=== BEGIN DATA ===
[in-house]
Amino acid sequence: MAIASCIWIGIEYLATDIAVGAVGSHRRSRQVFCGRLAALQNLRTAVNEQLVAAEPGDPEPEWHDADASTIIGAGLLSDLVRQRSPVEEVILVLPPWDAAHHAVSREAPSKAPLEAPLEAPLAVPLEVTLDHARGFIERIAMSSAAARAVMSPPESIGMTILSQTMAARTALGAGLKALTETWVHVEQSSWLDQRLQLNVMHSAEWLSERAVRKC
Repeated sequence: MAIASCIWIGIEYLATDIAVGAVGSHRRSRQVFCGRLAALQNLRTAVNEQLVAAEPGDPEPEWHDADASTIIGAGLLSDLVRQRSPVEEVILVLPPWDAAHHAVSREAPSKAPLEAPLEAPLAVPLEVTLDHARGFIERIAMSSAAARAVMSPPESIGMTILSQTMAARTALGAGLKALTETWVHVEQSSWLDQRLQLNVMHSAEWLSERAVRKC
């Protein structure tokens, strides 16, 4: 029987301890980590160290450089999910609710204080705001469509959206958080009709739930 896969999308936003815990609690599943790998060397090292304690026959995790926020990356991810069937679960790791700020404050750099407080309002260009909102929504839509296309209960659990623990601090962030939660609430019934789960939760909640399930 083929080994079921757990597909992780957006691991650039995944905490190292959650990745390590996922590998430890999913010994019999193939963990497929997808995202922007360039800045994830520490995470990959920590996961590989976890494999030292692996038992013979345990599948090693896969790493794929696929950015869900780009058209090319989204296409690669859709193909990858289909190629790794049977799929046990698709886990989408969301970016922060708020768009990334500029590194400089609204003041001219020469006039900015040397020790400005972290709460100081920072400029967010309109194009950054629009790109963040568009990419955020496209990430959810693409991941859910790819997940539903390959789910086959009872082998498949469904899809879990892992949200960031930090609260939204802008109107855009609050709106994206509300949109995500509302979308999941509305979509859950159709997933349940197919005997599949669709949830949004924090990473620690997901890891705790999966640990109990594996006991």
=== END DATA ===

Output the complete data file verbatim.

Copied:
[in-house]
Amino acid sequence: MAIASCIWIGIEYLATDIAVGAVGSHRRSRQVFCGRLAALQNLRTAVNEQLVAAEPGDPEPEWHDADASTIIGAGLLSDLVRQRSPVEEVILVLPPWDAAHHAVSREAPSKAPLEAPLEAPLAVPLEVTLDHARGFIERIAMSSAAARAVMSPPESIGMTILSQTMAARTALGAGLKALTETWVHVEQSSWLDQRLQLNVMHSAEWLSERAVRKC
Repeated sequence: MAIASCIWIGIEYLATDIAVGAVGSHRRSRQVFCGRLAALQNLRTAVNEQLVAAEPGDPEPEWHDADASTIIGAGLLSDLVRQRSPVEEVILVLPPWDAAHHAVSREAPSKAPLEAPLEAPLAVPLEVTLDHARGFIERIAMSSAAARAVMSPPESIGMTILSQTMAARTALGAGLKALTETWVHVEQSSWLDQRLQLNVMHSAEWLSERAVRKC
């Protein structure tokens, strides 16, 4: 029987301890980590160290450089999910609710204080705001469509959206958080009709739930 896969999308936003815990609690599943790998060397090292304690026959995790926020990356991810069937679960790791700020404050750099407080309002260009909102929504839509296309209960659990623990601090962030939660609430019934789960939760909640399930 083929080994079921757990597909992780957006691991650039995944905490190292959650990745390590996922590998430890999913010994019999193939963990497929997808995202922007360039800045994830520490995470990959920590996961590989976890494999030292692996038992013979345990599948090693896969790493794929696929950015869900780009058209090319989204296409690669859709193909990858289909190629790794049977799929046990698709886990989408969301970016922060708020768009990334500029590194400089609204003041001219020469006039900015040397020790400005972290709460100081920072400029967010309109194009950054629009790109963040568009990419955020496209990430959810693409991941859910790819997940539903390959789910086959009872082998498949469904899809879990892992949200960031930090609260939204802008109107855009609050709106994206509300949109995500509302979308999941509305979509859950159709997933349940197919005997599949669709949830949004924090990473620690997901890891705790999966640990109990594996006991």